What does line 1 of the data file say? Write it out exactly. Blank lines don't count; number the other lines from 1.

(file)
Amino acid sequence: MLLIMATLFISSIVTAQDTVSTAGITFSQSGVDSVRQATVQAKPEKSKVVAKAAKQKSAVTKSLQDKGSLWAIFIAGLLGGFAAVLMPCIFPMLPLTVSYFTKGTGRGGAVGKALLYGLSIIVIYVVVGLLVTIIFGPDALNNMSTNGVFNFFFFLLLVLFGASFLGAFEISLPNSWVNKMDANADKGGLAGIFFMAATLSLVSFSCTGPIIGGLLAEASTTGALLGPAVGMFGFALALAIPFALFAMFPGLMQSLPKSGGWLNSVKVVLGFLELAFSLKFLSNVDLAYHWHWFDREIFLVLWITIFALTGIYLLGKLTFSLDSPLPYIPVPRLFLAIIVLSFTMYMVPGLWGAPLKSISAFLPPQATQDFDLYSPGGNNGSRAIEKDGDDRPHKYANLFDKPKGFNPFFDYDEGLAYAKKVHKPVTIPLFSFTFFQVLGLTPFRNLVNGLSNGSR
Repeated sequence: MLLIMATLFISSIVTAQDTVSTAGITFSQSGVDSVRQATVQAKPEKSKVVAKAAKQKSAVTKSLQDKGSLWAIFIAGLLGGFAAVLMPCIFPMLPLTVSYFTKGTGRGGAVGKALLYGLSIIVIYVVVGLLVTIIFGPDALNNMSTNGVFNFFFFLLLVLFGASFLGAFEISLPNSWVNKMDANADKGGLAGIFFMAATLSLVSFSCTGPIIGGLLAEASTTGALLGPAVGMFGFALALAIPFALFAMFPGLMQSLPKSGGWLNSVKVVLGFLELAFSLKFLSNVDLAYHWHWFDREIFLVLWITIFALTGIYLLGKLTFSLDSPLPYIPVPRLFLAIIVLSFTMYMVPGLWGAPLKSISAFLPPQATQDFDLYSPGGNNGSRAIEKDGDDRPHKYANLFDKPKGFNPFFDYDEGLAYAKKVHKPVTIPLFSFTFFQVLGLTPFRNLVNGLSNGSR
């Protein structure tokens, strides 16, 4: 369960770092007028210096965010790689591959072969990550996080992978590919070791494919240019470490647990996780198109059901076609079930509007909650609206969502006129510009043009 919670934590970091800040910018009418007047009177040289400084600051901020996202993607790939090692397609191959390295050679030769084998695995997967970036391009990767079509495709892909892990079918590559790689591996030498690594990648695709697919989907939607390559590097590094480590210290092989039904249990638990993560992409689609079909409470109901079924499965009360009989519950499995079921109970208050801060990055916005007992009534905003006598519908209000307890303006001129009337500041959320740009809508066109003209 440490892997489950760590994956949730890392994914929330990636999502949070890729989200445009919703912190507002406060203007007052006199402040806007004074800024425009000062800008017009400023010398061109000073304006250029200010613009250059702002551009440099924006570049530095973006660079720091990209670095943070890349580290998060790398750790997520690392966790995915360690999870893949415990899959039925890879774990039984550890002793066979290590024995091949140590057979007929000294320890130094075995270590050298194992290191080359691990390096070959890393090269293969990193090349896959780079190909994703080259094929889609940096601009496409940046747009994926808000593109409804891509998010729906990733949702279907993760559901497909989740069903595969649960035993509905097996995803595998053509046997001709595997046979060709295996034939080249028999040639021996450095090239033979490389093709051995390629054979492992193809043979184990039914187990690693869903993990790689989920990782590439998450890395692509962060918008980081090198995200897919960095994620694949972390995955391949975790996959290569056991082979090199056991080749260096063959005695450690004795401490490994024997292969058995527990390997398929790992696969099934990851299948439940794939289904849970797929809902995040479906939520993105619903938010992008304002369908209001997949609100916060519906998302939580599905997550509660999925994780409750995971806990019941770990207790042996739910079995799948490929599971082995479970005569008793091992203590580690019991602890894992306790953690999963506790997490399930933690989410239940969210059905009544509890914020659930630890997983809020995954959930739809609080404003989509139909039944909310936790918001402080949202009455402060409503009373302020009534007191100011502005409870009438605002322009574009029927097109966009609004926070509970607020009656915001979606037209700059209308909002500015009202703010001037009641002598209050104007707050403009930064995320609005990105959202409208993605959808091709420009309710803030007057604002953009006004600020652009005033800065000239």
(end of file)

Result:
Amino acid sequence: MLLIMATLFISSIVTAQDTVSTAGITFSQSGVDSVRQATVQAKPEKSKVVAKAAKQKSAVTKSLQDKGSLWAIFIAGLLGGFAAVLMPCIFPMLPLTVSYFTKGTGRGGAVGKALLYGLSIIVIYVVVGLLVTIIFGPDALNNMSTNGVFNFFFFLLLVLFGASFLGAFEISLPNSWVNKMDANADKGGLAGIFFMAATLSLVSFSCTGPIIGGLLAEASTTGALLGPAVGMFGFALALAIPFALFAMFPGLMQSLPKSGGWLNSVKVVLGFLELAFSLKFLSNVDLAYHWHWFDREIFLVLWITIFALTGIYLLGKLTFSLDSPLPYIPVPRLFLAIIVLSFTMYMVPGLWGAPLKSISAFLPPQATQDFDLYSPGGNNGSRAIEKDGDDRPHKYANLFDKPKGFNPFFDYDEGLAYAKKVHKPVTIPLFSFTFFQVLGLTPFRNLVNGLSNGSR